Later, the Boston Police Department announced that "all vehicle traffic" in Watertown was suspended and asked that businesses remain closed. The transit authority sent buses to evacuate residents, while bomb squads combed the area.
Cambridge police -- already slammed -- announced on Twitter that they had fielded more than a dozen calls about suspicious packages in the city. All were cleared without incident.
As dawn came, police announced they were conducting a controlled detonation near Kenmore Square, across the river from MIT. They also released a vehicle description: "Police seeking MA Plate: 316-ES9, '99 Honda CRV, Color - Gray. Possible suspect car. Do not approach."
The car was later located in Cambridge, but Dzhokar Tsarnaev was not found.
Another controlled detonation was announced later in the day, as well as another lookout, this one for a green 1999 Honda sedan.
As the situations in Cambridge and Watertown continued to unfold well into the afternoon, many residents woke to a city in turmoil, though some aspects of life were returning to normal, including taxi service and trash pickup. Still, residents were nervous.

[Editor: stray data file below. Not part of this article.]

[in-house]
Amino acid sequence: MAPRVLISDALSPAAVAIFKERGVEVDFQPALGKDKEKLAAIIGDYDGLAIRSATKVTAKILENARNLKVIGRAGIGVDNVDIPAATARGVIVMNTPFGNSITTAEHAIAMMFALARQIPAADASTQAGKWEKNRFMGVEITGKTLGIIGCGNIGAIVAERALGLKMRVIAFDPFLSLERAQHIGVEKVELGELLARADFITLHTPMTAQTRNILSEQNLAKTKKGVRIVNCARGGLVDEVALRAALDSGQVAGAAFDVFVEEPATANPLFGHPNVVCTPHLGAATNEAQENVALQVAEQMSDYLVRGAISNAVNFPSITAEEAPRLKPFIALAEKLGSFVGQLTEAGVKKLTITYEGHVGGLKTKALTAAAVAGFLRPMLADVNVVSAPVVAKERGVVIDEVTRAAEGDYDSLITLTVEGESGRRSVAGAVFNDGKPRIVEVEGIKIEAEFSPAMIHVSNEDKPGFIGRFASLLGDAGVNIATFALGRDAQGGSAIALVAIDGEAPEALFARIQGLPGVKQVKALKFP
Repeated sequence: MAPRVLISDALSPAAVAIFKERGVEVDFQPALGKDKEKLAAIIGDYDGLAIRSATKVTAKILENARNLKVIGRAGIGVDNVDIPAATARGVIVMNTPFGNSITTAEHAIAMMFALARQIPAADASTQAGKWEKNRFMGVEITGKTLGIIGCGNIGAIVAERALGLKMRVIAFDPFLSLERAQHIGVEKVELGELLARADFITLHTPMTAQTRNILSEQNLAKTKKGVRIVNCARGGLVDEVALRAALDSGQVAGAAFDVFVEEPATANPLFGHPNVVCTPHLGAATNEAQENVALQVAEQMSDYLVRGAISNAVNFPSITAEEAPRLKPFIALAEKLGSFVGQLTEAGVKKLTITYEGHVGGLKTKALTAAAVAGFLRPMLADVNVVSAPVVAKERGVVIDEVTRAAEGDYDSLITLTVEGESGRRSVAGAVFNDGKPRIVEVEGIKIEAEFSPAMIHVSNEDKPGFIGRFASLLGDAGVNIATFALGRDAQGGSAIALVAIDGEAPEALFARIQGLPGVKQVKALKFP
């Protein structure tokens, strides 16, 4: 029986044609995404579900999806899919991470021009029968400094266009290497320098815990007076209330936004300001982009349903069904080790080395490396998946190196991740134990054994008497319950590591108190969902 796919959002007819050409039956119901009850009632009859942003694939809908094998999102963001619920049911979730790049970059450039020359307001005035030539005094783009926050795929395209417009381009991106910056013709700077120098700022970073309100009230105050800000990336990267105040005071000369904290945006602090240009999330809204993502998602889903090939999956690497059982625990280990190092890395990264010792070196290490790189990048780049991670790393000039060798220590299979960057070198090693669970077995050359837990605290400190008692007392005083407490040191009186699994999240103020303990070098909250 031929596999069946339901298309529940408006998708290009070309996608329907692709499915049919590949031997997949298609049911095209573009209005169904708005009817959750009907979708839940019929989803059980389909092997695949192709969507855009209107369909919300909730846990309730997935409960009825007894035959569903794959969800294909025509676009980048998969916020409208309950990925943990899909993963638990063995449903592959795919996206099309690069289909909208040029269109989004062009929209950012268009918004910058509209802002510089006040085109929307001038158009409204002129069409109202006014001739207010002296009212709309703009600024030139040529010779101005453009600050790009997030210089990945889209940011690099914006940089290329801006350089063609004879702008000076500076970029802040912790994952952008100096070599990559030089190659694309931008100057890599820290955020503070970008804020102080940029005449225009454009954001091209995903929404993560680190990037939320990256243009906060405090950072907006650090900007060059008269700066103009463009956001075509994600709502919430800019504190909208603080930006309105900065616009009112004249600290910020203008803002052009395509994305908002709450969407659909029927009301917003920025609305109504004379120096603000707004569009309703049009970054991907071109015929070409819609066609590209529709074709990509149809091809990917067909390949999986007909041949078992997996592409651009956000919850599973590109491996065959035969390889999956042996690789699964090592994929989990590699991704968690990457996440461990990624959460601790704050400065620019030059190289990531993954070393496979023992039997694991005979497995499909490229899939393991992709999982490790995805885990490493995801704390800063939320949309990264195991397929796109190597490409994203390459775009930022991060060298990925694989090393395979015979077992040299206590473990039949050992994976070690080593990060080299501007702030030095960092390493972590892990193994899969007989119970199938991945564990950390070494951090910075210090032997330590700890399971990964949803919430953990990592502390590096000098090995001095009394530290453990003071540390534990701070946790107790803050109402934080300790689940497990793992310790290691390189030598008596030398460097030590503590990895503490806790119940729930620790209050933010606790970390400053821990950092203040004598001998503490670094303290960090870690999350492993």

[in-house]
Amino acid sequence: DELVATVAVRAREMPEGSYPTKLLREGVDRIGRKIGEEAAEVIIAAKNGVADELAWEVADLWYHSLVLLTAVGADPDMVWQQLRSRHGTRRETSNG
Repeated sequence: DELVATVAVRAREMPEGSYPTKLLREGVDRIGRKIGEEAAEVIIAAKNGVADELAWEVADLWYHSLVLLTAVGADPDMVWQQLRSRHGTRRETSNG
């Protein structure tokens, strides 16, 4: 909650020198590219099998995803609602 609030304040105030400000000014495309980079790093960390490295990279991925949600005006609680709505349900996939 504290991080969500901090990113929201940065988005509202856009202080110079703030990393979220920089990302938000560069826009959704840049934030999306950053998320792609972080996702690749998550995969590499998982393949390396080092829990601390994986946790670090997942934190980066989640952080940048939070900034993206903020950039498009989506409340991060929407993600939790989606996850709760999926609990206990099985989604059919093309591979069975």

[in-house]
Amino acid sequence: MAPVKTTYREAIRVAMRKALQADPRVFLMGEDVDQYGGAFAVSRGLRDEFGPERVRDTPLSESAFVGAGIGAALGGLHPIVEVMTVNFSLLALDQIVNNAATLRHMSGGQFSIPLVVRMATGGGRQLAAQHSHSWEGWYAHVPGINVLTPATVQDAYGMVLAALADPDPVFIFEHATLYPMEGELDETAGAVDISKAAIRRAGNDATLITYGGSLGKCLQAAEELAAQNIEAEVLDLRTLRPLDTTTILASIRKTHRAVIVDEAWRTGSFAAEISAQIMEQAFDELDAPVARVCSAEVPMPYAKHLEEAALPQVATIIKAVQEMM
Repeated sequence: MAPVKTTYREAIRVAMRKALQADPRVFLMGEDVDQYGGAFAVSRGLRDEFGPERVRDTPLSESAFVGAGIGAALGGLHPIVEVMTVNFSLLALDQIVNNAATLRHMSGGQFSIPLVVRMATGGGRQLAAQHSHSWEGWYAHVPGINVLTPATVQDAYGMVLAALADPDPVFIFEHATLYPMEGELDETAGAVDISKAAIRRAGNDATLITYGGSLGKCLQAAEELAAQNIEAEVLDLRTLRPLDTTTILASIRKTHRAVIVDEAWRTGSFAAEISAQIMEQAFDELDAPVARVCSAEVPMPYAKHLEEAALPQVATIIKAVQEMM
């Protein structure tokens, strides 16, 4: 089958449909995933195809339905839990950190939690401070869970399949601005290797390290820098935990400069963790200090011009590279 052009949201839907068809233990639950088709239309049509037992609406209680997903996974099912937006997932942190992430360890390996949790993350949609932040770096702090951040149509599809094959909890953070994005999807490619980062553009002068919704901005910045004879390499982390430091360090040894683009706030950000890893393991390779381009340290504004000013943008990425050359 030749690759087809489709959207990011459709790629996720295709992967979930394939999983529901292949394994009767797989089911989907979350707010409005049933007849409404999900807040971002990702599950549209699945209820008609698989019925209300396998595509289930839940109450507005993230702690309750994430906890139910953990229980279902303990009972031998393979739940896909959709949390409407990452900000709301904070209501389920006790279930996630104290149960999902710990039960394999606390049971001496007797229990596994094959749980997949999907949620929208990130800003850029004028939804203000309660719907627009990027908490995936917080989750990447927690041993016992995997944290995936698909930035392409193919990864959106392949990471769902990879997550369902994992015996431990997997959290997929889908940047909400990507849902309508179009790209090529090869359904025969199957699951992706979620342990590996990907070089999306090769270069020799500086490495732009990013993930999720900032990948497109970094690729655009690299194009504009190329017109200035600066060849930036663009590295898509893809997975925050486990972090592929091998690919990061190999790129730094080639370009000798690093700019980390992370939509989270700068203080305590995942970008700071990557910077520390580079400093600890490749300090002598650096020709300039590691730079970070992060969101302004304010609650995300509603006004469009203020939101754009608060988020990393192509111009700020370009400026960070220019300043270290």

Tweeted @BarryGagne of Watertown, "I'm seriously scared right now. Way to close to my house. (2blcks)Afraid of explosives. Everything. Be safe people #watertown #bostonstrong"
Back in Cambridge, authorities erected a blue tent-like tarp outside the suspects' home. Much of the home's contents was placed beneath it, and reporters, who had been kept a block away from the scene, were allowed to have a closer look.
Though across-the-street neighbors Santos and Jorge didn't know the suspects, they had succinct sentiments regarding their fate: They hope the remaining suspect meets the same end as his brother.
"I hope he's found dead," Santos said. "I don't think we should pay U.S. taxpayer dollars to give him a fair trial. Nah."
Jorge concurred: "I feel the same. For me, it's better. I can sleep more."